Construction contracts for new homes incorporate allowances for specific materials and finishes. Each agreement will dictate an amount, which is included in the contract price, to cover the cost of prescribed items.
Allowances for flooring, lighting, and cabinets are the most common in the industry.
Misunderstanding the use of allowances can be frustrating and costly. Purchasers should be very cautious of allowances when considering a new construction home.
Firstly, the standard features and specifications should be clearly defined in the construction contract.
Purchasers should not assume that the materials and styles used in the model home are reflective of the standard features. Model homes are usually finished with upgraded materials that exceed the allowances.
In addition, the applicable allowances will likely be inclusive of HST. However, retailers advertise prices that exclude HST. This disparity in pricing will regularly cause purchasers to exceed their allowance.
For example, a $1,500 lighting allowance in a sales contract is actually worth just over $1,300 before tax.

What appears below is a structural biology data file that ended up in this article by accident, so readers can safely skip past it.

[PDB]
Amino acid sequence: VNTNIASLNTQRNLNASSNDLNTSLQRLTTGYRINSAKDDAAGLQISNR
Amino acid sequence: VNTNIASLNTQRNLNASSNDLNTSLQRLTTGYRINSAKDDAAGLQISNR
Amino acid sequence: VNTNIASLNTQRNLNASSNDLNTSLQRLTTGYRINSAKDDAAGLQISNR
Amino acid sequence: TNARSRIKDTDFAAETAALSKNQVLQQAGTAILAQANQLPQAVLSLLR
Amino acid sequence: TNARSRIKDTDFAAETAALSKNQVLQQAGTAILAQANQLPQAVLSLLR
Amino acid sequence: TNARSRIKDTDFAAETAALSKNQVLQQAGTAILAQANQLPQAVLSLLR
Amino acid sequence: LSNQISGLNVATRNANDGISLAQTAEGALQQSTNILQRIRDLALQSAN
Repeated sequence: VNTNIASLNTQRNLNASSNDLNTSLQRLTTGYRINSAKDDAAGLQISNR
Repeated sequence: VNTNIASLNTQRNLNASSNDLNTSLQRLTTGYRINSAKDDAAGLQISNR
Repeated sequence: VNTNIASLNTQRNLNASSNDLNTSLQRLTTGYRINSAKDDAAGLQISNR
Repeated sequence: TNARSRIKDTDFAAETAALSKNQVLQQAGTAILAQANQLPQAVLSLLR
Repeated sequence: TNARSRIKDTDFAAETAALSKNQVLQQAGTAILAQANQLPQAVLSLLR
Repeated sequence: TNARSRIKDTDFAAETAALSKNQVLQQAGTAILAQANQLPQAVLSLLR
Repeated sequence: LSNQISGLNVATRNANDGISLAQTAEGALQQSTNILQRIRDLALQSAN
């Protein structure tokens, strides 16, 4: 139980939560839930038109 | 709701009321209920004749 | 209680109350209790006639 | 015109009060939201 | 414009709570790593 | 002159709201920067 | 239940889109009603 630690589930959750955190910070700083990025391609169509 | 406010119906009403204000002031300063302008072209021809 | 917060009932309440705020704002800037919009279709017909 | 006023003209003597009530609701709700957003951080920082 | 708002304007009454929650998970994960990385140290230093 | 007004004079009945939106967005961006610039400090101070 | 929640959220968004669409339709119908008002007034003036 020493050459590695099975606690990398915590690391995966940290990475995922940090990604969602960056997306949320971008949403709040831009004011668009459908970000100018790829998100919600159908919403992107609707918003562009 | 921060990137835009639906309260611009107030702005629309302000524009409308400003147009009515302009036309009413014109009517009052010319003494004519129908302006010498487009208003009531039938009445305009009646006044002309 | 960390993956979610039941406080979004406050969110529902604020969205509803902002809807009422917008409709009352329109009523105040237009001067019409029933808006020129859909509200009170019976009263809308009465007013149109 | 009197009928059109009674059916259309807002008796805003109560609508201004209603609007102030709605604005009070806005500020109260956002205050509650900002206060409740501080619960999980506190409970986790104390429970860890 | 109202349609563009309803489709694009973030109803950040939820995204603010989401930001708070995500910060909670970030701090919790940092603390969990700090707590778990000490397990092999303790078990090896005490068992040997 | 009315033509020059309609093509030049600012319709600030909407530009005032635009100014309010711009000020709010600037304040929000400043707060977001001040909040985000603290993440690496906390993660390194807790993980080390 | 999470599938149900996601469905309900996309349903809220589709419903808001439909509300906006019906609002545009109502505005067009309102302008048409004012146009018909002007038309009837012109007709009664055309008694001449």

Another common mistake relates to cabinet allowances. While many purchasers will carefully select a kitchen that fits their budget, they overlook the fact that the reference to “cabinets” in the contract includes bathroom vanities.
Many purchasers are surprised there is no allowance for certain basic items. For example, bathroom fixtures, such as mirrors, towel racks and toilet paper holders, are often excluded from sales contracts.
Purchasers may also be restricted to working with the seller’s preferred suppliers.
As a result, purchasers can’t benefit from sale prices that may fit their allowances if the preferred supplier is not making the same offer. This limits the ability to shop for deals.
Ultimately, any variation between an allowance and the final cost will be reflected through an increase in the contract price.